You're Going To Need A Bigger Boat In Cornwall After Huge Shark Washes Up

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You're Going To Need A Bigger Boat In Cornwall After Huge Shark Washes Up

A very rare sighting has occurred on the coast of Cornwall, UK, but sadly it's not a good one.

As reported by Cornwall Live, a huge 25ft shark has been spotted washed-up, and floating upside-down, at Chapel Point, Mevagissey.

It's believed to be a basking shark, which is not a rare sight on the British coast - however to spot a dead one is a 'rare opportunity', as you can see in the video...


Credit: Cornwall Live

The animal was first spotted by photographer Matthew Facey using a drone to take pictures of the stunning coastline around the area on Sunday.

Volunteers from the Marine Strandings Network at Cornwall Wildlife Trust were sent to the scene to assess the beat, and work out the specific details as to what happened to the shark.

The first sightings came in the previous night, but due to the tricky land nearby the shark, they waited until the morning (with crossed fingers) to assess the situation.


Niki Clear, of MSN, said the team have proceeded to take measurements and photographs but "sadly this one is quite decomposed already."

She added: "All the information helps us to analyse it and learn more about basking sharks."

Nick Mullan, 24, is currently doing a Masters in Ecological Management and Conservation Biology, and said: "I don't think it's a particularly shocking image. Basking sharks do sink on death, but that could take a couple of days.

"It definitely is a rare sighting though."


Credit: PA Images

He said the reason behind a floating shark lies behind their bladder: "Unlike bony fish, sharks don't have a swim bladder to help them with their buoyancy, so they constantly have to keep swimming to stay afloat, otherwise they'll sink.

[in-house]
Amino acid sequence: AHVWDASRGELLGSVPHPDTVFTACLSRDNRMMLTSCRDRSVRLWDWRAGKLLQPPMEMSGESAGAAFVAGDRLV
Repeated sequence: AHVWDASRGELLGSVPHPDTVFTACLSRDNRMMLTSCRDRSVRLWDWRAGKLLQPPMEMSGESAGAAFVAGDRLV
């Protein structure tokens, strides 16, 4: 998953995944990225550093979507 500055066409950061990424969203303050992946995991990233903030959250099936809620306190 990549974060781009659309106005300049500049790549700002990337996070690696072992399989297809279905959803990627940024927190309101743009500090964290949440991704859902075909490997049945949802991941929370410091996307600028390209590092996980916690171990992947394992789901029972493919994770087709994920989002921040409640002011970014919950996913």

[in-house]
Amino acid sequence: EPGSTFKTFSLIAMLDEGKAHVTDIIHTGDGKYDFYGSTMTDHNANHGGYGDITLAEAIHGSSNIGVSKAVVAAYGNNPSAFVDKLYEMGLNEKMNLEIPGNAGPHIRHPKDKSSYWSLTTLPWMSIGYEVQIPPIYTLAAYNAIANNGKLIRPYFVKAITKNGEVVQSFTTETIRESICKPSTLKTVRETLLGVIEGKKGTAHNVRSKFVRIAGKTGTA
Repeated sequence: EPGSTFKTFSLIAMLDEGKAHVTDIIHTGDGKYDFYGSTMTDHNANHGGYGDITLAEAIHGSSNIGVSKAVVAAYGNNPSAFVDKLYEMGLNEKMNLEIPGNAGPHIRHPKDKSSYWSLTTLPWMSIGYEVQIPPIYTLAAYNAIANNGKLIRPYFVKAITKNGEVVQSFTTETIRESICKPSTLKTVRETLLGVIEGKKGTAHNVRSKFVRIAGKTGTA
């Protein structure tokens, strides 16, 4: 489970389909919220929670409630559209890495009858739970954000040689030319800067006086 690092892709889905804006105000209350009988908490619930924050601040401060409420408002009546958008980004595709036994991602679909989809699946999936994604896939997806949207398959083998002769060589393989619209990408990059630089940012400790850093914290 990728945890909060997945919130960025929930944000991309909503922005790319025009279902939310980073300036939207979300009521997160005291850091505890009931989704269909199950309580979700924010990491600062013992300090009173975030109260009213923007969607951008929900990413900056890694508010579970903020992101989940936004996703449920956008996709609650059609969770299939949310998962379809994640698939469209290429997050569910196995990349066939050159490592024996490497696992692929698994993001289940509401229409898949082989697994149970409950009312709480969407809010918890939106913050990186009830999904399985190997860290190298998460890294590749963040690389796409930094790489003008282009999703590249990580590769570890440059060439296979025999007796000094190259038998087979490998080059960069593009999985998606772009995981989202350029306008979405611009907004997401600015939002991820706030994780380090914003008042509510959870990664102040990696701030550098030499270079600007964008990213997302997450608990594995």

"They are also much denser than the surrounding water, so they'll hit the sea bed like a sack of shit.


"However, when the animal dies, bacteria that begin the rotting process within the animal will produce gasses causing the animal to bloat. And by lowering the specific gravity of the body, as a whole, under that of water, it will cause the body to float.

"This one may have died close to shore and been kept close to the rocks by the current."

Samples have been sent to Exeter and Plymouth University for further analysis and Clear is hopeful the shark can reveal more about the marine wildlife.

Clear added: "They are an extremely interesting species to study. Because basking sharks only eat plankton, they can help to show the overall marine health.


"This part of the world is a hotspot for basking sharks, but when they die their carcasses sink, so they don't often wash up."

Clear did add that the number of living basking shark sighting is increasing, which is good news, particularly after a poor couple of years in terms of numbers.


Cornwall is one of five known sites for basking sharks, with two sections of the Hebrides in Scotland, the Isle Of Man and Malin Head in Northern Ireland being the others.

Featured Image Credit: Facebook

Topics: Sharks, cornwall

Michael Minay
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